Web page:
What is “hacking?”
Hacking is all about curiosity, exploration, and deeply understanding how something works. Most people who
identify as “hackers” are working very hard to protect people and to make technology easier and safer
to use. Unfortunately, when most people hear or read about hacking in the news, the story is about people
using hacking to do harm, but this couldn’t be further from the truth. Career-wise, people skilled in
hacking are highly sought out by companies looking to strengthen their cybersecurity. Computer security
experts are in very high demand today, and often are paid six-figure salaries.
What is a CTF?
CTFs (short for capture the flag) are a type of computer security competition. Contestants are presented with
a set of challenges which test their creativity, technical (and googling) skills, and problem-solving
ability. Challenges usually cover a number of categories, and when solved, each yields a string (called a
flag) which is submitted to an online scoring service. CTFs are a great way to learn a wide array of
computer security skills in a safe, legal environment, and are hosted and played by many
security groups around the world for fun and practice.
What is picoCTF?
There exist several other well-established highschool computer security competitions, including Cyberpatriot and USCC. These competitions focus primarily on
systems administration fundamentals, which are very useful and marketable skills. However, we believe the
proper purpose of a high school computer security competition is not only to teach valuable skills, but also
to get students interested in and excited about computer science. Defensive competitions are often laborious
affairs, and come down to running checklists and executing config scripts. Offense, on the other hand, is
heavily focused on exploration and improvisation, and often has elements of play. We believe a competition
touching on the offensive elements of computer security is therefore a better vehicle for ‘tech evangelism’
to students in American high schools. Further, we believe that an understanding of offensive techniques is
essential for mounting an effective defense, and that the tools-and-configuration focus encountered in
defensive competitions does not lead students to ‘know their enemy’ as effectively as teaching them to
actively think like an attacker.
picoCTF is an offensively-oriented highschool computer security competition that seeks to generate interest
in computer science among highschoolers: teaching them enough about computer security to pique their
curiosity, motivating them to explore on their own, and enabling them to better defend their machines.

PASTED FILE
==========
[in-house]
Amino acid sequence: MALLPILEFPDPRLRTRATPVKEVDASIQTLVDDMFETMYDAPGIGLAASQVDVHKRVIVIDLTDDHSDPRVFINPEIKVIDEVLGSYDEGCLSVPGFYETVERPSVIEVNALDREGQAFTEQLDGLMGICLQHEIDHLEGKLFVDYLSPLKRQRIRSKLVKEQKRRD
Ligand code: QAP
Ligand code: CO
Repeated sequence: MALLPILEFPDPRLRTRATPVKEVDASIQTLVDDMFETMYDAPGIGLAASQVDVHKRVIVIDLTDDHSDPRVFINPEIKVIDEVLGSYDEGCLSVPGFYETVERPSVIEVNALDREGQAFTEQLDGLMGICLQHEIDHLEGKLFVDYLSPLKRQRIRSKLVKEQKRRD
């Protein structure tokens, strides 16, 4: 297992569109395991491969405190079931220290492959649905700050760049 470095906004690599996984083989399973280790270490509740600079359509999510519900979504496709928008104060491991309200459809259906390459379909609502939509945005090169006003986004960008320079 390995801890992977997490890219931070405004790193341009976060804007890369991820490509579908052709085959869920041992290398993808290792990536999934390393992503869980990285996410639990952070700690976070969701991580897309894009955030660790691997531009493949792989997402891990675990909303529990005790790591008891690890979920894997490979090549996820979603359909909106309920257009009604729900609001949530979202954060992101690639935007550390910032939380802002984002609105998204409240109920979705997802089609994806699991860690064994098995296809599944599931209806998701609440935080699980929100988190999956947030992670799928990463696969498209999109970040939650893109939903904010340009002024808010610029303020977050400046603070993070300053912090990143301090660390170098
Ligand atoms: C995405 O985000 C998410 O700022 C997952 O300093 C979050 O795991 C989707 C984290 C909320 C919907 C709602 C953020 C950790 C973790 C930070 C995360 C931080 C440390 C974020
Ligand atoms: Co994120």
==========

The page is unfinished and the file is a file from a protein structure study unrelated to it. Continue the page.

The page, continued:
What will my students need to know?
Minimally: how to think critically. Some familiarity with programming will be helpful, but many past
participants of picoCTF have played with no programming experience and learned some programming along the
ideal, but in no way required.
What is the role of the teacher in this competition?
During the competition, our hope is that teacher sponsors will act primarily in a facilitator role, rather
than a mentoring role. But we encourage teachers to help students with picoCTF 2018 in whatever way they see
As a teacher, can I play too?
Absolutely! Everyone is welcome. Only US middle and high school students are eligible for prizes, but we
encourage teachers (and others!) to play.
How can I keep track of how my students are doing?
You can create a classroom and invite your students to join it. In your classroom dashboard, you will be able to
see individual and aggregate progress stats. In addition, the scoreboard page will show a separate ranking
of just your classroom members, alongside the existing public scoreboards. You may also export a
a complete CSV of student stats. See the Getting Started page for more information on this feature.
How much time should I allocate? Do students have to work at particular times?
We plan to have a range of challenge difficulties. Students will be able to log in at any time and spend as
much or as little time as they like during the two weeks. We also expect to keep the site running after the
competition so students can continue learning after the competition is over.
Do student compete individually or in teams?
Each student will register individually. Afterwards, they can compete individually or form teams of up to 5
What software do students need?
The competition can be done with just a web browser, but an SSH client (e.g. putty) can be helpful. Students
are free to use other tools as well.
Is there a flyer I can use to advertise this at my school?
Of course! You may download and print this flyer. Be sure to write in
your name and information in the blank on the flyer so students know who to talk to to get involved.
I’m still a bit confused…
No problem! Feel free to contact us and we would be
happy to clarify anything for you.